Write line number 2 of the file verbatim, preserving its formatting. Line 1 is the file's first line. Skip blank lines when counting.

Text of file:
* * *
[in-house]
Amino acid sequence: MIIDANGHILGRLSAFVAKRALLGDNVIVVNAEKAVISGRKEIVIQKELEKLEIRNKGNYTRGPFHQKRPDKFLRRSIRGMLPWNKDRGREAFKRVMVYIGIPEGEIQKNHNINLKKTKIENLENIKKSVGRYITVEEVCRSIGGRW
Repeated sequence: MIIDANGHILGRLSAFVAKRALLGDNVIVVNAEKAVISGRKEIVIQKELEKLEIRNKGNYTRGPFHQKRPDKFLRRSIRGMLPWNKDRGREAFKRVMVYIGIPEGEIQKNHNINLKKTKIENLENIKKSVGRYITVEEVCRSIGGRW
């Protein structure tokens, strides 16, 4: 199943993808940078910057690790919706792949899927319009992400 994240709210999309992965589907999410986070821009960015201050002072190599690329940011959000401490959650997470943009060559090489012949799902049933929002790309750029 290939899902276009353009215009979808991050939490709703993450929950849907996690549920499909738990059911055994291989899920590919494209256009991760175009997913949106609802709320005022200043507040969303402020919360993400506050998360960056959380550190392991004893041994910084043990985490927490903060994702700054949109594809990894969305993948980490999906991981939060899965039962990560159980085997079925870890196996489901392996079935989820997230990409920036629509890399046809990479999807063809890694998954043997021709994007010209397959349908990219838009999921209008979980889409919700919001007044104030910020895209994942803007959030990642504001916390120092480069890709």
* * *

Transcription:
Amino acid sequence: MIIDANGHILGRLSAFVAKRALLGDNVIVVNAEKAVISGRKEIVIQKELEKLEIRNKGNYTRGPFHQKRPDKFLRRSIRGMLPWNKDRGREAFKRVMVYIGIPEGEIQKNHNINLKKTKIENLENIKKSVGRYITVEEVCRSIGGRW